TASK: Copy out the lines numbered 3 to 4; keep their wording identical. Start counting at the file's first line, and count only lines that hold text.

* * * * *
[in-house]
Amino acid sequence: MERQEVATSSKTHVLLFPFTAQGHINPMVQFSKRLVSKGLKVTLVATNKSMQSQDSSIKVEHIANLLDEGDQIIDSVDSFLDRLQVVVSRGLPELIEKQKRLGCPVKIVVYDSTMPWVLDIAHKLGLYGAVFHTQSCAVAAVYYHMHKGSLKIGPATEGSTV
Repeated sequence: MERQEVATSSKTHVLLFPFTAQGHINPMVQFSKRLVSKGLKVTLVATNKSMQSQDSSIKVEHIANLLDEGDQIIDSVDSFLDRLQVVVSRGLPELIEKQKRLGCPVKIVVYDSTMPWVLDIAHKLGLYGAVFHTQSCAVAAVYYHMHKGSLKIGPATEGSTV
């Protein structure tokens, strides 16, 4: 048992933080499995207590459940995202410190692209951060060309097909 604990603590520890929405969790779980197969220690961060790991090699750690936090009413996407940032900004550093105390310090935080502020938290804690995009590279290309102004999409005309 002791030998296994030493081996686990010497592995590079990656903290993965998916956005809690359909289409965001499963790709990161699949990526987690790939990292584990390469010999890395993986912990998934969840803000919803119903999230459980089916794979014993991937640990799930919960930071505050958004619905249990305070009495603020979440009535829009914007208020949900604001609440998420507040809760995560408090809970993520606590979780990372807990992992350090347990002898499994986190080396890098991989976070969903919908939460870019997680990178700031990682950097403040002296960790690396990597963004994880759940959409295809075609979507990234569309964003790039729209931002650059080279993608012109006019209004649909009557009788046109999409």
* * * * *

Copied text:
Repeated sequence: MERQEVATSSKTHVLLFPFTAQGHINPMVQFSKRLVSKGLKVTLVATNKSMQSQDSSIKVEHIANLLDEGDQIIDSVDSFLDRLQVVVSRGLPELIEKQKRLGCPVKIVVYDSTMPWVLDIAHKLGLYGAVFHTQSCAVAAVYYHMHKGSLKIGPATEGSTV
């Protein structure tokens, strides 16, 4: 048992933080499995207590459940995202410190692209951060060309097909 604990603590520890929405969790779980197969220690961060790991090699750690936090009413996407940032900004550093105390310090935080502020938290804690995009590279290309102004999409005309 002791030998296994030493081996686990010497592995590079990656903290993965998916956005809690359909289409965001499963790709990161699949990526987690790939990292584990390469010999890395993986912990998934969840803000919803119903999230459980089916794979014993991937640990799930919960930071505050958004619905249990305070009495603020979440009535829009914007208020949900604001609440998420507040809760995560408090809970993520606590979780990372807990992992350090347990002898499994986190080396890098991989976070969903919908939460870019997680990178700031990682950097403040002296960790690396990597963004994880759940959409295809075609979507990234569309964003790039729209931002650059080279993608012109006019209004649909009557009788046109999409």